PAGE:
THIS CHAPTER WILL BE DEVOTED to Piotr Karpenko, friend of my childhood, who later became, by his own real achievements and not merely by diploma, a prominent mining engineer, and who is now deceased. . . .
May he attain the Kingdom of Heaven!
It will be sufficient, I think, for portraying all the aspects of the individuality of Piotr Karpenko, and also for fulfilling my aim in this series of my writings, namely, that the reader should obtain instructive and really useful material, if I begin this chapter by describing the circumstances in which our first inner intimacy arose, and then relate several incidents which occurred on one of our expeditions, during which there befell, by the will of fate, the misfortune which led to his premature death.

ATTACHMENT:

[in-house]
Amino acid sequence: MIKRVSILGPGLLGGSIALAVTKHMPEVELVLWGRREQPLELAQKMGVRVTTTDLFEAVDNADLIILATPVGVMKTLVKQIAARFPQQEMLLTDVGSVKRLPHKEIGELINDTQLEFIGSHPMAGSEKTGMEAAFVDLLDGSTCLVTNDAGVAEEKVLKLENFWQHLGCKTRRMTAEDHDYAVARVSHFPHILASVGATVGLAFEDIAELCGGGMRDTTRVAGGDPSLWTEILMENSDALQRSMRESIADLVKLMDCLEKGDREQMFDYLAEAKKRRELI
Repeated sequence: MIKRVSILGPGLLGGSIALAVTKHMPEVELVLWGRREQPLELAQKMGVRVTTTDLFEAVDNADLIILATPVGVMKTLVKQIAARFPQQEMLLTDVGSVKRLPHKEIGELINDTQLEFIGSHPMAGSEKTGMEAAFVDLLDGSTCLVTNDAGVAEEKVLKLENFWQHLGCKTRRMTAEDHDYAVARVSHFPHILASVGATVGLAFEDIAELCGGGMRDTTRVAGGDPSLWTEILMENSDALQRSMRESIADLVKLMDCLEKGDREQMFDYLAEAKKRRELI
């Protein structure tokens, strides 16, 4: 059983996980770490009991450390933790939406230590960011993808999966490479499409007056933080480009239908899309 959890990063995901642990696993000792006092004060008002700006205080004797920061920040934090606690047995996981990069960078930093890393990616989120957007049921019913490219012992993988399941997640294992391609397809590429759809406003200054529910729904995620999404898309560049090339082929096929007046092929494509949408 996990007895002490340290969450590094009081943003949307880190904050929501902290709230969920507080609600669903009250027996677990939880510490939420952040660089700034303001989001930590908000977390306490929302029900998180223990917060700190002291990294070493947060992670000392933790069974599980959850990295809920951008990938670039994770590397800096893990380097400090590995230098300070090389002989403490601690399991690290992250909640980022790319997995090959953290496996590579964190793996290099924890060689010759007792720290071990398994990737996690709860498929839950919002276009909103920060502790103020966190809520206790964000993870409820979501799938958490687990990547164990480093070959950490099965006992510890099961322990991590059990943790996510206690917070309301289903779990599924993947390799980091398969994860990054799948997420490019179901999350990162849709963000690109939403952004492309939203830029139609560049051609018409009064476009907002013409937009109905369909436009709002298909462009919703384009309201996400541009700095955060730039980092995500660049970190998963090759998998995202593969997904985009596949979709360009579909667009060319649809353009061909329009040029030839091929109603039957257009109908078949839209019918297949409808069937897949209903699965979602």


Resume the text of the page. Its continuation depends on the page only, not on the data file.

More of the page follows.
This dose friendship of ours began when we were still boys. I will describe what happened in as much detail as possible, the more so as this may very well throw light on certain aspects of the psyche of young scamps in general, some of whom may later grow up to be unusual men.
We were living in the town of Kars and at that time I was one of the choirboys of the fortress cathedral.
I must say first of all that, after my teacher Bogachevsky had left Kars and my first tutor, Dean Borsh, had gone away on leave of absence owing to illness, I was deprived of both of these men who were real authorities for me; and as there was also talk in my family about the possibility of returning to Alexandropol in the near future, I no longer wished to remain in Kars and began to think about going to Tiflis, where I had dreamed for a long time of joining what was called the Archdeacon’s Choir—a proposal which had often been made to me and which was very nattering to my youthful self-love.